- $31 million in gift revenue, self-reported by the program participants, representing a 1,100x return on UCSF Foundation’s investment.
- Behavior Changes: gift officers are better at diagnosing where they are in gift conversations, prospect review meetings are more productive, and gift officers are coaching one another and role playing donor scenarios regularly leading to improved decision-making and skill development.
Challenges – Reasons UCSF Foundation engaged Plus Delta
- Staff were operating as independent silos: unaware of each other’s initiatives and not sharing best practices.
- Friend-raising: donors were, initially, being asked to learn more about the good work of the University rather than becoming philanthropic partners in that work which lead to longer qualification and cultivation cycles.
- Assuming versus Qualifying
- Staff tended to be transactional, often asking for “thank you” or “gratitude” gifts on initial visits. This created an artificial ceiling on gift amounts and left “money on the table” with donors who could have, through a more transparent and collaborative approach, bought into a more impact-driven, and larger denomination, gift.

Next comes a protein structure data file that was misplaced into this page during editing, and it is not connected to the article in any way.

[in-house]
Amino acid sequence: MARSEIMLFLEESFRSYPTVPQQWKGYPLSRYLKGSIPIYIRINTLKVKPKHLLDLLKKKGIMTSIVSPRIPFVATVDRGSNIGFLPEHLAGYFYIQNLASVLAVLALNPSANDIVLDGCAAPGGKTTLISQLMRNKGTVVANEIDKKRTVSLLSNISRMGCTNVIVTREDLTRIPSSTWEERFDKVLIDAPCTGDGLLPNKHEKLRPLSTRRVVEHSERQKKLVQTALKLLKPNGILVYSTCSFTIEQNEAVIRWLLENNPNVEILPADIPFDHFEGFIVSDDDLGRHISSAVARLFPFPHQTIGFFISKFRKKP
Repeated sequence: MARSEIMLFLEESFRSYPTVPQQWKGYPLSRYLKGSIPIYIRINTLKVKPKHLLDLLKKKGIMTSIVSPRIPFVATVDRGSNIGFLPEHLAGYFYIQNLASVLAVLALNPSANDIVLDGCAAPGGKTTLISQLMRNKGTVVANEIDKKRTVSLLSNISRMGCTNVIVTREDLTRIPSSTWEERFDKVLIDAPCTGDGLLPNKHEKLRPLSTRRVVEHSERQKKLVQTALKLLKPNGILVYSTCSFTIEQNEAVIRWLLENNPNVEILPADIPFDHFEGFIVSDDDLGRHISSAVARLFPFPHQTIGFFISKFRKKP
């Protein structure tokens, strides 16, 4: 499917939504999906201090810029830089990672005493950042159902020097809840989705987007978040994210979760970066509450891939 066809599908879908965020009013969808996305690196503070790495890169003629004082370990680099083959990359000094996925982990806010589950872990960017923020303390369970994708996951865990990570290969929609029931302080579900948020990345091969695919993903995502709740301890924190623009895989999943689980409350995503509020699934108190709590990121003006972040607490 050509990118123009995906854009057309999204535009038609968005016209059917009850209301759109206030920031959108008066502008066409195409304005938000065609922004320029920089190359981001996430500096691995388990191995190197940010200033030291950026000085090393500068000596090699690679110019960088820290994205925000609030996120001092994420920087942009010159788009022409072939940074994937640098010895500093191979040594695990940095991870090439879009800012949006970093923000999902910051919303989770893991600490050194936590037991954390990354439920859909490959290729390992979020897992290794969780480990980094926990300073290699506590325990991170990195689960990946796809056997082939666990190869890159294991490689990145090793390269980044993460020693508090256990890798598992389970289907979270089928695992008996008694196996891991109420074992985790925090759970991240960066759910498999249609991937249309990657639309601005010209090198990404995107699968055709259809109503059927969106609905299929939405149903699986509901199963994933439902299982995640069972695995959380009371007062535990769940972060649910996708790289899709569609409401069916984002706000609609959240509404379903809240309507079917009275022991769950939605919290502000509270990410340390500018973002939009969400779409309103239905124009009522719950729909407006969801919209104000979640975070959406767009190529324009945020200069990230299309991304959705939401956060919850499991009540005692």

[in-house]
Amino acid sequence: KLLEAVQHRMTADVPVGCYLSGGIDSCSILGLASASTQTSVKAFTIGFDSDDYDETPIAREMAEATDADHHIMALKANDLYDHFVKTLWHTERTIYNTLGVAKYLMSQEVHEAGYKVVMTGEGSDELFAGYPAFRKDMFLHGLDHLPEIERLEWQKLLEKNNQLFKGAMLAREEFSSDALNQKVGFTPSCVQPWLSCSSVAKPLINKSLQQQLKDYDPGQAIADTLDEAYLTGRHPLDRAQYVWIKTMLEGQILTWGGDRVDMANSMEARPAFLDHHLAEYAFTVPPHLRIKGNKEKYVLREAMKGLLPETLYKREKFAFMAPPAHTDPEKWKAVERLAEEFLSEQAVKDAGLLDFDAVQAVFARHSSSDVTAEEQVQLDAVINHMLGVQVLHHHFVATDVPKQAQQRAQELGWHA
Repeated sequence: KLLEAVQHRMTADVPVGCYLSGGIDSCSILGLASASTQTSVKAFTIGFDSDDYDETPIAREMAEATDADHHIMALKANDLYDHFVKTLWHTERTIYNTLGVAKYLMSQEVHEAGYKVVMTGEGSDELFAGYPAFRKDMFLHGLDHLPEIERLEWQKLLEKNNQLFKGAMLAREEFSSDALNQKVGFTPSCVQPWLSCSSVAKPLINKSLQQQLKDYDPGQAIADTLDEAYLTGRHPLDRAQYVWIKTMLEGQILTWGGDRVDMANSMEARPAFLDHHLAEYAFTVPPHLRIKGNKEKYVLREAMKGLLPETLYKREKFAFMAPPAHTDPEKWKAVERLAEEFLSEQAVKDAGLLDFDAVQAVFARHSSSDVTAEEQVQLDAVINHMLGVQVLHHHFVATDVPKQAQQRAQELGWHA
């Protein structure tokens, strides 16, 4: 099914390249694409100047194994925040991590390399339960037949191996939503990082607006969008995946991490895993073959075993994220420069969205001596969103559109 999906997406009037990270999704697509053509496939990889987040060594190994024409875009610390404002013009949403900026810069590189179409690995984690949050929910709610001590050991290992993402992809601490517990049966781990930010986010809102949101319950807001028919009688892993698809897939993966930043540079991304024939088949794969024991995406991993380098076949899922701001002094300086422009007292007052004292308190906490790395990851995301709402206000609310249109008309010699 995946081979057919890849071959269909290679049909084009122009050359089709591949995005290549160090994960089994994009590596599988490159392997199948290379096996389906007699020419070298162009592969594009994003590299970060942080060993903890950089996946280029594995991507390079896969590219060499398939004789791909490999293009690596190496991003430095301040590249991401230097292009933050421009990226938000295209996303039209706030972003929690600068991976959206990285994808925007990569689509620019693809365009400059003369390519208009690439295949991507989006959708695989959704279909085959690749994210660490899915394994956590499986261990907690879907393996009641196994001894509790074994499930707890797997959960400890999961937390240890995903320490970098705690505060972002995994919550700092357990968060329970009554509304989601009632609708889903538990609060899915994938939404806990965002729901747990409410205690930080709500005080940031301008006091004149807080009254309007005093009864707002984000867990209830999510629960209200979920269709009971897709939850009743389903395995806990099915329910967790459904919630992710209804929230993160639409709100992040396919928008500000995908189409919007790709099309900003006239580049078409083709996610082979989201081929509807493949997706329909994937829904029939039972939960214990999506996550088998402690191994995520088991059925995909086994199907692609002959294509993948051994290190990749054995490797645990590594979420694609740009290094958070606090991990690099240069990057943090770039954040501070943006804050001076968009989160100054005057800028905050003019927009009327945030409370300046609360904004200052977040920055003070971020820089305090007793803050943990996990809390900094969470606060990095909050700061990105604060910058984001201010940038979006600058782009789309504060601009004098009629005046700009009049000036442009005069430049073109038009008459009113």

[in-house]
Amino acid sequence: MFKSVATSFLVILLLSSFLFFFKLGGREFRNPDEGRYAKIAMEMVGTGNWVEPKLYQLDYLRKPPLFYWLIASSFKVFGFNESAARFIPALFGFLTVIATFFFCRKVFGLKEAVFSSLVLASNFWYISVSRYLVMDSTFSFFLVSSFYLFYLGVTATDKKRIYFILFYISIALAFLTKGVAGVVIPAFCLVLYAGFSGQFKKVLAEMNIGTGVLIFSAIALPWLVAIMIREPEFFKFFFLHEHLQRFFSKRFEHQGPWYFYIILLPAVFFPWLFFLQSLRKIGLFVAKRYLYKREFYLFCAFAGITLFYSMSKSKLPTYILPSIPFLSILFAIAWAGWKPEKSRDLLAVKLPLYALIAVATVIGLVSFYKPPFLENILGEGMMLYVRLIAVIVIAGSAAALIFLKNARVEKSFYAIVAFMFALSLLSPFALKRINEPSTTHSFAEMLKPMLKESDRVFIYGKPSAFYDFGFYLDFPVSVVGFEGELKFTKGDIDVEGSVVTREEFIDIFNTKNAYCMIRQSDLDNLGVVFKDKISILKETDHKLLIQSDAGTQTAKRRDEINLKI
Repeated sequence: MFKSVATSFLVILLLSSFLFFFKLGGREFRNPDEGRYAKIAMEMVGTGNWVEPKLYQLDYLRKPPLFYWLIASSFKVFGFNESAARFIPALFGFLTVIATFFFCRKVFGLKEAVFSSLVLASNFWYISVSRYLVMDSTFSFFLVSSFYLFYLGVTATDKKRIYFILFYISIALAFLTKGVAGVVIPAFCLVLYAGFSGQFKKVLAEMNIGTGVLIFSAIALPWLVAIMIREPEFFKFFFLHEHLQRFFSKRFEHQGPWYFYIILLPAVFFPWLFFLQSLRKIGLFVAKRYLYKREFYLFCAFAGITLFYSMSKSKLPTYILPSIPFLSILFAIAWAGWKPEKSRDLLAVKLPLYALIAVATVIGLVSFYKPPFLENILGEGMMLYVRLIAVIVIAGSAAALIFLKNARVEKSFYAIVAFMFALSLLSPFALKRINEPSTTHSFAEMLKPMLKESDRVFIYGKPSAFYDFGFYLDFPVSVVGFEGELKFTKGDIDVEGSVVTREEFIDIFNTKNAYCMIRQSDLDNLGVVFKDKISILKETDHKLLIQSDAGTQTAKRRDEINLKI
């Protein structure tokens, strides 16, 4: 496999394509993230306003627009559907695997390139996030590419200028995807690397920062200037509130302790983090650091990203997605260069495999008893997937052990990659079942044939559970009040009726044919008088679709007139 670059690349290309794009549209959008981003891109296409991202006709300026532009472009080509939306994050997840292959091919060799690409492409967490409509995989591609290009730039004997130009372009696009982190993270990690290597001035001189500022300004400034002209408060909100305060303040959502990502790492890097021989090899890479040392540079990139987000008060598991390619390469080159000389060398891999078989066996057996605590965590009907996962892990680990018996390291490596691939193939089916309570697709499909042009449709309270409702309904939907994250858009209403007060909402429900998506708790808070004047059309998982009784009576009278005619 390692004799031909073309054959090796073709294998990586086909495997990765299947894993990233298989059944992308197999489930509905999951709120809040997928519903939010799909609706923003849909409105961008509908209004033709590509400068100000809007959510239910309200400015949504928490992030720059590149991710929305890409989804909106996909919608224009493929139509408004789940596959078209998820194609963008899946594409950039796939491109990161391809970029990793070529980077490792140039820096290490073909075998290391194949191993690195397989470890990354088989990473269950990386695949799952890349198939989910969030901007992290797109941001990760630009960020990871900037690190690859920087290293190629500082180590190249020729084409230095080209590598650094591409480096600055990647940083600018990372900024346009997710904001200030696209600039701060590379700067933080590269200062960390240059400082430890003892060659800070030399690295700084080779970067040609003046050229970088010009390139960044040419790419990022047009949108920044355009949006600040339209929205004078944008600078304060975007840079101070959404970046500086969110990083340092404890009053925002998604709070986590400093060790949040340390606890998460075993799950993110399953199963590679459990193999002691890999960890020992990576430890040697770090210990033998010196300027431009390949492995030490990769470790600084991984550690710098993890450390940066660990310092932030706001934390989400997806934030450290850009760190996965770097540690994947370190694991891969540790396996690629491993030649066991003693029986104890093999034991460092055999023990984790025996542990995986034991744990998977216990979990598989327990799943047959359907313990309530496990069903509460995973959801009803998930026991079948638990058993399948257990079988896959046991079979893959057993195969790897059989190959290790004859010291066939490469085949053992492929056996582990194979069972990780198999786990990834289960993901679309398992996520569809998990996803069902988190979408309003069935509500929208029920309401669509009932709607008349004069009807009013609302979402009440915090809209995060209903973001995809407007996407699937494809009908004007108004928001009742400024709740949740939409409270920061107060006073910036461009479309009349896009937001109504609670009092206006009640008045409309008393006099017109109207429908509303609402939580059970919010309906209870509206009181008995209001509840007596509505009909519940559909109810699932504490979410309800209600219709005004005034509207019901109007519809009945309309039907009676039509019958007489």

- Equipping the frontline gift officers with a shared donor engagement process and a common vocabulary enabled a culture of performance-based fundraising and enhanced internal collaboration. These behavior changes resulted in more transparent work with donors about their gifts, an opportunity to “reset” the dialogue and reaffirm the goal of the gift officer/donor relationship, and more focus on the impact of a gift rather than focusing solely on gratitude.
- Enhanced discipline of qualification coupled with more effective communication tools allowed gift officers to confidently move prospects through a defined philanthropic process more quickly and efficiently.
- A consistent, clear process that could be shared with physician partners to invite their full participation and confidence in the philanthropic process.